This story is partCNET’s collection of news, tips and advice on Apple’s most popular product.
Thetake Apple’s quest for a portless phone even further, making newer models sleeker and sturdier by emptying the SIM card slot and .
Gone is another mechanical vulnerability to dust and water, following Apple’s choice to oust the 3.5mm headphone jack from 2016 andfrom 2017. Extrapolating to the future, you might expect Apple to drop the charging and data port next, beginning the era of the portless iPhone.
I sure hope not.
I’m all for progress, but I think it’s best that we keep some of those copper cables in our lives – even if it goes against the idea of a sleek, transparent gadget to which Apple aspires and that is now becoming achievable, as CNET editor Lisa Eadicicco points out.
Sleek sounds good, but hear me out. There are three big issues with an iPhone without a port: charging inconvenience, slow data transfer, and rejection of wired headphones. Here is an overview of the situation.
Shortcomings of wireless charging for iPhones
The first big problem with an iPhone without a port is that it would be harder to charge.
You can very well have charging stations in the kitchen, in the office, in your car and maybe even on the bedside table near your bed. However, you need to charge your phone elsewhere: at the airport, in a rental car, at a friend’s house, in a university lecture hall, at a conference. Carrying around the charger and cable needed for your “wireless” charging is even worse than carrying around a regular wired charger.
Sure, some places have them onboard now, including cafes and airports, but you don’t want to roll the dice on availability. Chances are good, you would lose.
Wireless chargers are also more expensive, often bulkier, and can be fiddly with phone placement, even with Apple’s MagSafe technology to better align your phone. Many times I’ve woken up in the morning or driven for hours to find wireless charging not working.
Wired charging is also faster, wastes less power, and doesn’t leave my phone hot.
If Apple ditches its now archaic Lightning port and adopts USB-C on iPhones, as I expect, its charging and data port becomes more useful. I already use USB-C to charge my MacBook Pro, iPad Pro, Framework laptop, Sony noise canceling headphones, Pixel 6 Pro phone, Pixel Buds Pro earphone case and Nintendo Switch game console and controllers . When I travel, I always have a USB-C charger with me, and I expect USB-C ports to become more common in airports, planes, hotels, cars, and cafes. Don’t hold your breath for a wireless charger stuck in an economy class seat.
“There’s no doubt that USB-C is long overdue on an iPhone, especially since it’s on iPad and Mac,” said Carolina Milanesi, analyst at Creative Strategies. “It’s not always possible to go wireless or MagSafe.”
iPhone Data Transfer Speed
The convenience of wireless data transfer makes it the standard for phones. Gone are the days when we had to plug our phones into our laptops to sync and back up data.
But if you’re one of those creative types that Apple shows off at every iPhone launch event, shooting 4K video for your indie movie, you’ll appreciate the wired data transfer to get that video to your laptop faster. . This is especially true if you’re shooting with Apple’s ProRes video.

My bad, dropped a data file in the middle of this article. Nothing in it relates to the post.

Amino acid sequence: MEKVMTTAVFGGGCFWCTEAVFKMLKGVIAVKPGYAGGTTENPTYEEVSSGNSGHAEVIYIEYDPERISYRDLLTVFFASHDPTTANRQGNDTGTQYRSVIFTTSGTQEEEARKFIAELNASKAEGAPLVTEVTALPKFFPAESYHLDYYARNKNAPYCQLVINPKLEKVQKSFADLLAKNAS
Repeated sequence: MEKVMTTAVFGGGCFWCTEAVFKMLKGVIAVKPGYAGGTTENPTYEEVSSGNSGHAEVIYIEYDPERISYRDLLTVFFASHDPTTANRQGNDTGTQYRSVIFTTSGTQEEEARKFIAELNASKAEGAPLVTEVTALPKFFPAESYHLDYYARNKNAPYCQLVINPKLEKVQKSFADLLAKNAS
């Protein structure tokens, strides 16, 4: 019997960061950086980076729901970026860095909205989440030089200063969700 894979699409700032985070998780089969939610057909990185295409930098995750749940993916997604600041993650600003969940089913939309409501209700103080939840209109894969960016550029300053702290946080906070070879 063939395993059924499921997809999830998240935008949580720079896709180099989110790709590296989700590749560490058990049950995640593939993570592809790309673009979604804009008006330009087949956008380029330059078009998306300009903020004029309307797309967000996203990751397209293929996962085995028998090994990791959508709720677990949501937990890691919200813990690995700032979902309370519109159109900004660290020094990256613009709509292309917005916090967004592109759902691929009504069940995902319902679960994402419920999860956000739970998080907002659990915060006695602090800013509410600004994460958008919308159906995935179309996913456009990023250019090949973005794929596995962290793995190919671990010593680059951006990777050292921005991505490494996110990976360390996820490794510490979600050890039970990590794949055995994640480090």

A one-minute ProRes clip I shot recently is 210MB; imagine how fast you’ll go through gigabytes if you shoot more seriously. Wired connections can also be useful for transferring lots of photos, using a tool like Apple’s Image Capture utility or Adobe’s Lightroom photo editing and cataloging software.
Wired headphones if you can’t afford AirPods
I know, I know, AirPods or other wireless headphones are a booming business these days. But wired headphones are still useful. They are even a retro fashion statement for some.
I like them because they don’t run out of battery or suffer from Bluetooth flakiness. And they’re much harder to misplace or drop in a gutter while you’re running to catch the bus.
Wired headphones are much cheaper. You might be able to afford second-generation AirPods Pro for $249, but not everyone can. The 3.5mm audio jack is taken from smartphones, but iPhones with USB-C ports would mean you were more likely to be able to pick up a cheap set of headphones from the airport travel store if you forget your AirPods.
Maybe there’s room for a compromise – an iPhone for the wireless-only crowd and another model for people like me. But Apple doesn’t like to force confusing choices on consumers, so I’d be surprised.
The Portless iPhone Case
There are, of course, significant benefits we would get from a portless iPhone.
It would bring a new level of elegance and reduce the amount of cables in your life. iPhone cases would be stronger and more waterproof and dustproof. Apple would get some extra interior space that it could fill with a bigger battery or other electronics.
“An iPhone without a port is probably more rigid structurally and leaves more room for the Taptic Engine or the speakers or maybe an antenna,” said Anshel Sag, analyst at Moor Insights & Strategy.
Apple, which does not usually discuss its future plans, did not comment on this story.
Advances in wireless charging and data transfer technologies make a portless iPhone conceivable. Other advancements are also likely: better Wi-Fi. Wireless charging that works anywhere in a room, not just on a charger. The potential use of ultra-wideband positioning technology for fast short-range data transfer as well.
I already appreciate today’s wireless technologies that would make a portless iPhone possible. I just think the cons of relying exclusively on them outweigh the pros.
The best future is the one that keeps this charging and data port. So Apple, please don’t give up on it either. And while your engineers are figuring it out, what about USB-C?